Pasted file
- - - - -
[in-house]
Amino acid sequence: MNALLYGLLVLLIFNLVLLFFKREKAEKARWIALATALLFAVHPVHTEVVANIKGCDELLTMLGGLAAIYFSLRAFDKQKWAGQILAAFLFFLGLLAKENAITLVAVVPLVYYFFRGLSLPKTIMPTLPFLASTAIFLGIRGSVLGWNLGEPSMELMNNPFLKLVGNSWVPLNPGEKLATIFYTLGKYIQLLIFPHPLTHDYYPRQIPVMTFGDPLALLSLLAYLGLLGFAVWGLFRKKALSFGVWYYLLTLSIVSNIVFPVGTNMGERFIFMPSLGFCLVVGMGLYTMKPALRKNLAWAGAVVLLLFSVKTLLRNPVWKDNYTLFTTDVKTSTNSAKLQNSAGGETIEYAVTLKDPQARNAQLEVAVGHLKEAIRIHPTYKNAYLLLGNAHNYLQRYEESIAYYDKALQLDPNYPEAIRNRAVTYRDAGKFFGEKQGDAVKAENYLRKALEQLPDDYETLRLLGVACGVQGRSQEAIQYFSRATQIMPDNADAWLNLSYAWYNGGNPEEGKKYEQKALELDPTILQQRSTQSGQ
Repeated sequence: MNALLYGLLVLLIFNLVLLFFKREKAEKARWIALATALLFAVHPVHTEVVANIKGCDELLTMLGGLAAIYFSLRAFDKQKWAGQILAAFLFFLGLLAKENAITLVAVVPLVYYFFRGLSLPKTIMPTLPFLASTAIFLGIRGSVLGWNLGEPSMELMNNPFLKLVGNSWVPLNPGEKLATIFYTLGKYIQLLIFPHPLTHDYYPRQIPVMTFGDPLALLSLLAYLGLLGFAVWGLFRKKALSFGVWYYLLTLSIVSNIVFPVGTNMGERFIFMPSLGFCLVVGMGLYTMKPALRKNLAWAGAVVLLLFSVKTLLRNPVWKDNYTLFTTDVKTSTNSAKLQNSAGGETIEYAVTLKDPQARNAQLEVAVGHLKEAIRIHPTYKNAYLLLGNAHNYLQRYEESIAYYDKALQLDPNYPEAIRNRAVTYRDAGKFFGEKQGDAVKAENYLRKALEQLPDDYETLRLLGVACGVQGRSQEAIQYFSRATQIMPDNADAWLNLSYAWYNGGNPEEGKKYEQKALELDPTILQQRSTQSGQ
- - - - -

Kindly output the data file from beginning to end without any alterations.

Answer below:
[in-house]
Amino acid sequence: MNALLYGLLVLLIFNLVLLFFKREKAEKARWIALATALLFAVHPVHTEVVANIKGCDELLTMLGGLAAIYFSLRAFDKQKWAGQILAAFLFFLGLLAKENAITLVAVVPLVYYFFRGLSLPKTIMPTLPFLASTAIFLGIRGSVLGWNLGEPSMELMNNPFLKLVGNSWVPLNPGEKLATIFYTLGKYIQLLIFPHPLTHDYYPRQIPVMTFGDPLALLSLLAYLGLLGFAVWGLFRKKALSFGVWYYLLTLSIVSNIVFPVGTNMGERFIFMPSLGFCLVVGMGLYTMKPALRKNLAWAGAVVLLLFSVKTLLRNPVWKDNYTLFTTDVKTSTNSAKLQNSAGGETIEYAVTLKDPQARNAQLEVAVGHLKEAIRIHPTYKNAYLLLGNAHNYLQRYEESIAYYDKALQLDPNYPEAIRNRAVTYRDAGKFFGEKQGDAVKAENYLRKALEQLPDDYETLRLLGVACGVQGRSQEAIQYFSRATQIMPDNADAWLNLSYAWYNGGNPEEGKKYEQKALELDPTILQQRSTQSGQ
Repeated sequence: MNALLYGLLVLLIFNLVLLFFKREKAEKARWIALATALLFAVHPVHTEVVANIKGCDELLTMLGGLAAIYFSLRAFDKQKWAGQILAAFLFFLGLLAKENAITLVAVVPLVYYFFRGLSLPKTIMPTLPFLASTAIFLGIRGSVLGWNLGEPSMELMNNPFLKLVGNSWVPLNPGEKLATIFYTLGKYIQLLIFPHPLTHDYYPRQIPVMTFGDPLALLSLLAYLGLLGFAVWGLFRKKALSFGVWYYLLTLSIVSNIVFPVGTNMGERFIFMPSLGFCLVVGMGLYTMKPALRKNLAWAGAVVLLLFSVKTLLRNPVWKDNYTLFTTDVKTSTNSAKLQNSAGGETIEYAVTLKDPQARNAQLEVAVGHLKEAIRIHPTYKNAYLLLGNAHNYLQRYEESIAYYDKALQLDPNYPEAIRNRAVTYRDAGKFFGEKQGDAVKAENYLRKALEQLPDDYETLRLLGVACGVQGRSQEAIQYFSRATQIMPDNADAWLNLSYAWYNGGNPEEGKKYEQKALELDPTILQQRSTQSGQ